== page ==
Recap – Everything We’ve Learned So Far

During this five week blogging period, we have discussed insects with cognitive maps and landmarks, birds with magnetoreception, mammals with path integration in the absence of landmarks, and fish with hydrostatic pressure. For our final blog post, we will be taking a look at the similarities and differences between all these different species and their navigation types, and how they relate to each other.

Our first post discussed various insects and their ability to form cognitive maps using the locations of specific nearby objects (also known as landmarks) to find their way to a food source or back to their nest. As stated before, some insects like ants do not have a very large optic lobe, so they do not use landmarks. Bees and wasps are the most well known sight oriented insects that use this ability. One thing that was not mentioned in this post, but is obvious to any person who has ever been in an unfamiliar place, is that humans also have this ability. How many times have you looked at a specific building, tree, body of water, or really anything, and used the location of that object to know where you are? That is the exact same ability the sight oriented insects are using! However, unlike insects, humans (along with other mammals) are able to navigate without the use of landmarks, and instead only the motion of oneself, using the ability discussed in the fourth post, known as path integration. As path integration is generally controlled by the hippocampus, it is obvious that insects do not have a hippocampus developed like that of mammals in order to have this ability. Most insects do not have the appropriate “place cells” or “place fields” that allow mammals to use path integration. The only insect that has been shown to use path integration is the honeybee, with its famous “waggle dance” that communicates the location of a food source to other members of the hive.

This doesn’t necessarily mean humans and other mammals are the “best” at navigation. Two of our blog posts discussed navigational abilities that humans do not have; magnetoreception and hydrostatic pressure sensing. The main reason for humans lacking these is not so much neural as it is anatomical. Magnetorecepting birds have structures made of magnetite crystals located in their beaks, which are widely theorized as being responsible for their ability to sense the Earth’s magnetic field, and therefore use it to navigate. As you are probably aware, humans do not have beaks, or any sort of magnetite crystal structures to sense magnetic fields with. The same applies to hydrostatic pressure sensing. Fish have an organ called a swim bladder, which not only keeps them buoyant, but enables them to sense pressure changes, which they use in order to measure their depth in the water. Humans and most mammals (besides whales and dolphins) are not aquatic, and therefore do not have a swim bladder, so they have no organ that can sense the pressure changes, besides feeling pain when they are crushed under large amounts of water if they dive too deep, which rarely happens to any animal, besides humans that are trained divers.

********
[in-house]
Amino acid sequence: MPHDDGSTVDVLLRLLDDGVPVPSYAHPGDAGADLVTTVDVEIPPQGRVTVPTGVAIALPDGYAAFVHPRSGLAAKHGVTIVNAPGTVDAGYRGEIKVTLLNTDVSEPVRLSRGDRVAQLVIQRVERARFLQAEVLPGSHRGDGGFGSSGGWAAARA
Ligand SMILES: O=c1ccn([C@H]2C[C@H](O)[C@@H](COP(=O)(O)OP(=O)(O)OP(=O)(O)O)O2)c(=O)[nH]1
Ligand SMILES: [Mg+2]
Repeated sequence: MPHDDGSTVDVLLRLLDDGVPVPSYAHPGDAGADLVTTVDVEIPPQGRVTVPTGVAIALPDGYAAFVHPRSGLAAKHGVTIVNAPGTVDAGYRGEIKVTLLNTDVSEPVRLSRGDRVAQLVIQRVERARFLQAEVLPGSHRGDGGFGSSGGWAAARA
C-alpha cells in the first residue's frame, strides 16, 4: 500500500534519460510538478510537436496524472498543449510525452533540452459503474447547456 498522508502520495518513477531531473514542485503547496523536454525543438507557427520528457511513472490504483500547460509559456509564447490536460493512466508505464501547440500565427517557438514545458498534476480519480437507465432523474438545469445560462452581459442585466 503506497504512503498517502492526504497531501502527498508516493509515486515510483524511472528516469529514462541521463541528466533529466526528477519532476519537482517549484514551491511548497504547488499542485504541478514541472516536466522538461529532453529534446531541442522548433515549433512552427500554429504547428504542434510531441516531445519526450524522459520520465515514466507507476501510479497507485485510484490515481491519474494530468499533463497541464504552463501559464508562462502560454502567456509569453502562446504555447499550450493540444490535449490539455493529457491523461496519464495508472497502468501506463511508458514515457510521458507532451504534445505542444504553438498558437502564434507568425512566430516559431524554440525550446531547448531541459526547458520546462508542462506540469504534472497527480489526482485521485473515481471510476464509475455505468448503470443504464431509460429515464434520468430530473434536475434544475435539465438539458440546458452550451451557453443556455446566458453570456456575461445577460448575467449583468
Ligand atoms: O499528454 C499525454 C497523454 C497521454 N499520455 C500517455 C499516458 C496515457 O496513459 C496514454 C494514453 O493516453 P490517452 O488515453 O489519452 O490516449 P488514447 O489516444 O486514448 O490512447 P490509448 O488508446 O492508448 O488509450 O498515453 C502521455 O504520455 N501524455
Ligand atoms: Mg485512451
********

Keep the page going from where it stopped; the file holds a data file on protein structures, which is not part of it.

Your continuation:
From an evolutionary point of view, most mammals survive long enough to reproduce without the need to dive deep enough to sense pressure or use magnetic fields to navigate. This doesn’t mean any of these animals, be it the birds, fish, insects, or mammals, are any less or more “advanced” than one another. They are all equally adapted to their environments and niches. All in all, animals have many amazing and unique methods of navigation.


Dyer, Fred, et al. “Motivation and Vector Navigation in Honey Bees.” Naturwissenschaften, vol. 89, no. 6, 2002, pp. 262–264., doi:10.1007/s00114-002-0311-5.

Gronenberg, Wulfila. “Neuroethology of Ants.” Naturwissenschaften, vol. 83, no. 1, 1996, pp. 15–27., doi:10.1007/s001140050240.

Wystrach, Antoine, and Paul Graham. “What Can We Learn from Studies of Insect Navigation?” Animal Behaviour, vol. 84, no. 1, 2012, pp. 13–20., doi:10.1016/j.anbehav.2012.04.017.

Mouritsen, Henrik, and Thorsten Ritz. “Magnetoreception and Its Use in Bird Navigation.” Current Opinion in Neurobiology, vol. 15, no. 4, 2005, pp. 406–414., doi:10.1016/j.conb.2005.06.003.

Lohmann, Kenneth J, and Sönke Johnsen. “The Neurobiology of Magnetoreception in Vertebrate Animals.” Trends in Neurosciences, vol. 23, no. 4, 2000, pp. 153–159., doi:10.1016/s0166-2236(99)01542-8.

Johnsen, Sönke, and Kenneth J. Lohmann. “The Physics and Neurobiology of Magnetoreception.” Nature Reviews Neuroscience, vol. 6, no. 9, 2005, pp. 703–712., doi:10.1038/nrn1745.

Brown, Alisha A., et al. “Growing in Circles: Rearing Environment Alters Spatial Navigation in Fish.” PsycEXTRA Dataset, 2007, doi:10.1037/e603982013-031.

Paris, Claire B., et al. “Reef Odor: A Wake Up Call for Navigation in Reef Fish Larvae.” PLoS ONE, vol. 8, no. 8, 2013, doi:10.1371/journal.pone.0072808

Holbrook, Robert I, and Theresa Burt De Perera. “Fish Navigation in the Vertical Dimension: Can Fish Use Hydrostatic Pressure to Determine Depth?” Fish and Fisheries, vol. 12, no. 4, 2010, pp. 370–379., doi:10.1111/j.1467-2979.2010.00399.x.

Leave a Reply

Your email address will not be published. Required fields are marked *